Data management should happen throughout the data lifecycle, from the moment you conceive of a research project until the data are archived and preserved for future access and reuse. (Lifecycle from UK Data Archive)
Creating data design research plan data management (formats, storage etc) plan consent for sharing locate existing data collect data (experiment, observe, measure, simulate) capture and create metadata
Processing data enter data, digitise, transcribe, translate check, validate, clean data anonymise data where necessary describe data manage and store data
Analyzing data interpret data derive data produce research outputs author publications prepare data for preservation
Preserving data migrate data to best format migrate data to suitable medium back-up and store data create metadata and documentation archive data
Giving access to data distribute data share data control access establish copyright promote data
Re-using data follow-up research new research undertake research reviews scrutinise findings teach and learn
Funding agency requirements NSF, NIH Whitehouse memo that says “unclassified research funded by the Federal Govt must be stored for long-term preservation and publicly available in order to maximize the impact of the Federal research investment” A recent article in “Nature” mentioned that NIH and Wellcome Trust are withholding grant money from researchers who do not make publications openly available – this trend could someday apply to data. Funding agencies are taking open access seriously
Advance science Facilitate data reuse and repurposing Expedite the scientific process, saving time and resources in the long run Ensure research integrity – data can be used to replicate results and verify research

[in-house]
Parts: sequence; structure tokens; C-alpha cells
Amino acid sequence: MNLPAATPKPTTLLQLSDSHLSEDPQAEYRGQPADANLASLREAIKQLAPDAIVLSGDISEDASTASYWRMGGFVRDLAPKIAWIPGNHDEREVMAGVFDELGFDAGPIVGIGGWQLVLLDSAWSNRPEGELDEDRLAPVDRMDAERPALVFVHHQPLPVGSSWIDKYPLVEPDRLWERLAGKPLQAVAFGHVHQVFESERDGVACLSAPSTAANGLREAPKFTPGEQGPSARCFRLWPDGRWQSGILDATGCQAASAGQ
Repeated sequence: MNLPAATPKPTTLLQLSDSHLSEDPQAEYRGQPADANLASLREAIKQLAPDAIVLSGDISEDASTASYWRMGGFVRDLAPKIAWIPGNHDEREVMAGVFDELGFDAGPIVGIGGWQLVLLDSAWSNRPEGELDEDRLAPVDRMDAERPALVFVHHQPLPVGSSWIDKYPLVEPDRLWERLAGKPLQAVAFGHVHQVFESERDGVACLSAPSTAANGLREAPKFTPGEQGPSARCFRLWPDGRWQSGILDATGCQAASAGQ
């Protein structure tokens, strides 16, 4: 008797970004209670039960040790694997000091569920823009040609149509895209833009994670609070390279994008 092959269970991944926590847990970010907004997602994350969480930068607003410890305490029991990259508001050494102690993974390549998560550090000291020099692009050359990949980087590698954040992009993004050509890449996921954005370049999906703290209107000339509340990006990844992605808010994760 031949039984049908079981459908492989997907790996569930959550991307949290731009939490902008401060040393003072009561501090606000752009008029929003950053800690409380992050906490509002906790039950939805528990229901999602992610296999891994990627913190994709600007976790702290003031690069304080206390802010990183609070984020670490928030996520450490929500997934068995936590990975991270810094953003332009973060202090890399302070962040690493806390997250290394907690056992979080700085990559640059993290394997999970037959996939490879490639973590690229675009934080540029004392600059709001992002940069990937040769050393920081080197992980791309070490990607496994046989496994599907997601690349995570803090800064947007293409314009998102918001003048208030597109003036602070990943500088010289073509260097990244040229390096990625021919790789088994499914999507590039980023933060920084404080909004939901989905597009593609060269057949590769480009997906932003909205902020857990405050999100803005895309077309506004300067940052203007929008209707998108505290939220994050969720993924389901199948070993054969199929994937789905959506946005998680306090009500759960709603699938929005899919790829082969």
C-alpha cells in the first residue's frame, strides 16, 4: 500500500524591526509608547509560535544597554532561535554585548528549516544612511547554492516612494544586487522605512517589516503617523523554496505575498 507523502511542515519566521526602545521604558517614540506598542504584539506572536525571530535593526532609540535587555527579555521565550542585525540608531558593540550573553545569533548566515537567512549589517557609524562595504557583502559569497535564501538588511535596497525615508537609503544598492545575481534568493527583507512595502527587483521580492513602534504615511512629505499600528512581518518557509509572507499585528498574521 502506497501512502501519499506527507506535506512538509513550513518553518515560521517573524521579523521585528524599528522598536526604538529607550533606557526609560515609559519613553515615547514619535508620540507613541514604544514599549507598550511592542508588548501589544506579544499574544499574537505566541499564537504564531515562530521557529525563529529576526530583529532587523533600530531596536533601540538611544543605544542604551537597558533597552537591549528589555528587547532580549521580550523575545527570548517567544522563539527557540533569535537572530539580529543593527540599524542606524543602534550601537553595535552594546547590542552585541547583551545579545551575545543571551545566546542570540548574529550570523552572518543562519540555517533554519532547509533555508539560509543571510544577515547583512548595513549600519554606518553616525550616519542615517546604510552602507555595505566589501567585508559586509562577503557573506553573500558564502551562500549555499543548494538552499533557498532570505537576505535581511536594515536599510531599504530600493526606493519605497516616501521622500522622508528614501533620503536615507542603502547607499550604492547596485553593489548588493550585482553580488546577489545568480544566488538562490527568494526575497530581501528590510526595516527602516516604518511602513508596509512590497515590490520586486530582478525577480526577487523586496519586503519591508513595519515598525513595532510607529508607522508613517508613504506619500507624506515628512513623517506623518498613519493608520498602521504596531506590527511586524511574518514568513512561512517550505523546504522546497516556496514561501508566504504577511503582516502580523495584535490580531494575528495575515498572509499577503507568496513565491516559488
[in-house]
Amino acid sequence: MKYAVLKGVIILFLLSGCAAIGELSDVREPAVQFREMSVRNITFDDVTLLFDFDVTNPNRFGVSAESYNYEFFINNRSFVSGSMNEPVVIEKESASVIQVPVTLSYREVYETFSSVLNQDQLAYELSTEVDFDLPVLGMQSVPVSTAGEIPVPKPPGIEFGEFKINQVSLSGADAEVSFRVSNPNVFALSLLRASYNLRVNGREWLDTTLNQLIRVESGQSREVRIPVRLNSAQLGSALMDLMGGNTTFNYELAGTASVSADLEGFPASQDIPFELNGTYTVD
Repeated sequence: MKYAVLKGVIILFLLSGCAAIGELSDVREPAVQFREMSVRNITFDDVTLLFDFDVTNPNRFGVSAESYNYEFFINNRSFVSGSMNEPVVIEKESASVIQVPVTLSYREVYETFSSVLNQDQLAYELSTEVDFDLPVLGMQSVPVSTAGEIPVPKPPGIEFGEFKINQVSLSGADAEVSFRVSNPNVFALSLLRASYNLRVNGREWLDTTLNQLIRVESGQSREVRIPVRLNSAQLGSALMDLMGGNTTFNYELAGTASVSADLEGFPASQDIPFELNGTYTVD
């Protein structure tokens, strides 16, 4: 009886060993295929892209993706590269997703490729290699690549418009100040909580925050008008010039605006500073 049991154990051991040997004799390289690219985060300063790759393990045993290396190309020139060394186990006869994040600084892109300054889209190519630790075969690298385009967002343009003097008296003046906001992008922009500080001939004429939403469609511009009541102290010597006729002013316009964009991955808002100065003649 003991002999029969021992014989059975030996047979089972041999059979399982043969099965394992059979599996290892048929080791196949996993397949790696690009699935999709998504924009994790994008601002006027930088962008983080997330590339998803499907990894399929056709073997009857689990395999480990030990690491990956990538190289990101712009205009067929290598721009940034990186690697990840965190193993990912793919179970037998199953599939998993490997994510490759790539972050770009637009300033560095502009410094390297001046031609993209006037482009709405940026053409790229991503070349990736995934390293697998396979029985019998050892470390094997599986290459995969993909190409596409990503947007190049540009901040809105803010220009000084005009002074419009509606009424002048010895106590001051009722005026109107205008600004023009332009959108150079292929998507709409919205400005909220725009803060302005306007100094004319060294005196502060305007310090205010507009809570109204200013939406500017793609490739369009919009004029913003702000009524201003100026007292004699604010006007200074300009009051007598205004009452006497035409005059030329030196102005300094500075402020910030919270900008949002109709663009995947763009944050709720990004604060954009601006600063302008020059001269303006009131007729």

Support open access – MSU’s institutional repository is optimized for search engines, so your data will rise to the top of a Google search. This leads to Increased research impact Increased citations Share data and knowledge Public: scientific community Increases research efficiency – and prevents duplication of effort by enabling others to use your data Private: data management tools allow sharing within a research team Preserve your data Protect your data for future research For example, Climate researchers use data from the past hundred years to analyze climate trends. You want your data to be available to support agriculture development on Mars in the 22nd Century!
You (the researcher): Create Informative file names Logical directory and folder structures Preservation-friendly formats Document Versions Metadata ReadMes Protect Sensitive data Backup: master, local, external
Bulk data storage Data analysis and visualization Software development
Data Management Librarian: Data management consulting DMPTool Help write and revise data management plans Metadata consulting Scholarly communication Encourage data sharing and reuse Advise on copyright and sensitive data Data repository guidance Including data publishing in ScholarWorks, our institutional repository
And of course facilitates the long-term preservation and accessibility of your work.
ScholarWorks: Your scholarly output, all freely available in one place Open access to your scholarly output (articles, book chapters, presentations, blogs, data, etc.) Link to your data, even if it’s archived elsewhere (e.g. in a discipline-specific repository) Link your data to the associated articles Receive a permanent identifier for clear citations Store embargoed data for future publication Preserve your scholarly output for the long term
DATA MANAGEMENT AT
What is data management?
Why data management?
Data management roles at MSU
What does the library offer?
WHAT IS DATA MANAGEMENT?
from UK Data Archive: http://www.data-archive.ac.uk/create-
WHY DATA MANAGEMENT?
Verification of published
Preservation of access to data
Allows reuse/repurposing of
Indirect (costs avoided)
Redundant data collection
Inefficient legacy data curation
Burden of sharing-upon-request
Protects against personnel
Facilitates review and
Secure long-term stewardship
Increased impact per publication
More efficient use of research
dollarsAdapted from Dryad 101 http://wiki.datadryad.org/Publicity_Material, and
Beagrie N, Lavoie BF, Woollard M (2010) Keeping Research Data Safe 2. Bristol:
DATA MANAGEMENT ROLES
You (the researcher)
•Informative file names
•Logical directory and folder structures
•Backup: master, local, externalProtect
DATA MANAGEMENT ROLES
Research Computing Group
Bulk data storage
Data analysis consulting
DATA MANAGEMENT ROLES
Data Management Librarian